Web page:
Say, you have a huge flv flash file you want to upload to youtube.
You’ll find yourself in trouble as there is a limit to the filesize you can upload.
Where you needed to download and install bloatware in Windows to accomplish this,
it’s super easy in Linux.
ffmpeg will do the trick.
Say you want to cut the flash movie in pieces of 10 minutes, you can do this like this:
ffmpeg -i filename.flv -ss "00:00:00" -t "00:10:00" filename_chunk.flv
ffmpeg -i filename.flv -ss "00:10:00" -t "00:20:00" filename_chunk2.flv
ffmpeg -i filename.flv -ss "00:20:00" -t "00:30:00" filename_chunk3.flv
Now you’re ready to upload your video’s.
One of the cool things about the internet is that you can actually see other people doing even more idiotic stuff than you’ve ever done yourself.
So here is a bunch of clips I found of people shaving themselves with rocks, knives, bigger knives and machettes.
Continue reading Shave like a boss!
Keep 25 & 26 March free on your agenda’s!
Last year, on the 1st of April, the Whitespace was officially launched… So now:
More info: https://0x20.be/Newline
Today was the first day, I actually enjoyed being served by an error page.
It seemed like Grooveshark had some problems, so instead of serving us some music, they gave us some lolz.
So, quite some time ago I made the mistake of buying the ATI Radeon HD 6870 without first checking if it would play nice with my Ubuntu 10.10 desktop.
Turned out it didn’t 🙁
But now, there are proprietary Linux drivers released by ATI/AMD
- First, you should update your system (just to be sure).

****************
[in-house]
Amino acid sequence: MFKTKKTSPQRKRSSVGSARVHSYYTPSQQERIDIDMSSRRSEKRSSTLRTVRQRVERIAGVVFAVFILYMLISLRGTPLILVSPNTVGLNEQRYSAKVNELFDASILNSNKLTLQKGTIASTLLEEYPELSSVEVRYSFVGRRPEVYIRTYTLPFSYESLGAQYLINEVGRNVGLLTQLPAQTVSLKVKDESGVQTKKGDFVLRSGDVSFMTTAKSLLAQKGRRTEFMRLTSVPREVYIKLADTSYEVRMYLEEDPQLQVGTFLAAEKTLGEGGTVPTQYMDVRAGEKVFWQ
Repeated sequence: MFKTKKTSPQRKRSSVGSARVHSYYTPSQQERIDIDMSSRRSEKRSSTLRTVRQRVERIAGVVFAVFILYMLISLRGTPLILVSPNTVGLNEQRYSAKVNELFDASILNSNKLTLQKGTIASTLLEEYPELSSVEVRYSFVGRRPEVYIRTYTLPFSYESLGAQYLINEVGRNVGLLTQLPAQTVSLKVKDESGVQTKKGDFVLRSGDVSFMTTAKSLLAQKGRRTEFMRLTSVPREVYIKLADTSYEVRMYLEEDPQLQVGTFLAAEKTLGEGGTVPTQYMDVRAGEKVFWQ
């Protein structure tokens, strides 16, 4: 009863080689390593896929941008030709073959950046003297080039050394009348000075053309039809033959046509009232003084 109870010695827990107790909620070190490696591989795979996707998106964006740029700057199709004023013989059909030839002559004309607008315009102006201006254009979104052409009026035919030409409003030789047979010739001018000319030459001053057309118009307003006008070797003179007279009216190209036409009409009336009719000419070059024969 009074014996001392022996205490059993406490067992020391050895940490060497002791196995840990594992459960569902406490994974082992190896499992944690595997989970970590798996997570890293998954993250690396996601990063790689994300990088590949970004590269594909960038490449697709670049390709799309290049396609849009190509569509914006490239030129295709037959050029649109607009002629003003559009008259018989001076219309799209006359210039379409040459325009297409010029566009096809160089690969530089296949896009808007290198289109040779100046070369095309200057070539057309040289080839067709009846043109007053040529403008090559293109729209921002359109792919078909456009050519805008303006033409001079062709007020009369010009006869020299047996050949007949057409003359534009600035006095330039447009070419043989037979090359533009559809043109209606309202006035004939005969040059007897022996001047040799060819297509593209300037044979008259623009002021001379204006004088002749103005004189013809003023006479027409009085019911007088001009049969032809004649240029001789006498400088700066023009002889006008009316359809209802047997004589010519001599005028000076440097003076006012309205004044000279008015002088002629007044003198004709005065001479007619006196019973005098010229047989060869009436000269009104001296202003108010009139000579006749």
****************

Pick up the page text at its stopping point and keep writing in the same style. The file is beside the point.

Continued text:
sudo apt-get update
sudo apt-get upgrade
- If you’ve been using older drivers, remove them.
sudo apt-get remove –purge xserver-xorg-video-radeon
- Download the install package from the AMD suppot pages and make it executable
chmod +x ati-driver-installer*.run
- Run the installer as sudo-user
The Linux 2.6.38 kernel carries the ATI Radeon HD 6000 open source support. (just fyi!)
If you encounter problems or found this post helpful, it would be nice to leave a comment below.
This way, I can adjust it to the needs of my readers.
So I’ve been using my Targa NT9231 as a home sever (Running Ubuntu 10.10 server edition) for a while now.
It’s been serving several purposes such as internal webserver, irssi, monitoring and tunneling/proxy server.
As all wise people should do, I’ve been using OpenSSH to connect to it.
Solely connected to it from my netbook, as my desktop Ubuntu computer died after the purchase of a new ATI (curse you) Graphics card.
But now, I managed to revive my desktop (yay!) and wanted to log in on my server.
Setted up the key and wanted to transfer it to my authorized hosts file… but that gave me a bloody error:
Permission denied (publickey).
So I started to digg around and checked filepermissions, ssh_config file etc… But all seemed ok.
But then I found this little nasty openSSH Bug on launchpad.
Simply running “ssh-add” on the client fixed the problem!
Ssh-add adds identities to the authentication agent, ssh–agent. When run without arguments, it adds the file %HOME%/.ssh/identity. Alternative file names can be given on the command line. If any file requires a passphrase, ssh-add asks for the passphrase from the user.
I’m not sure how this could’ve helped, but hey, its a workaround that actually works 🙂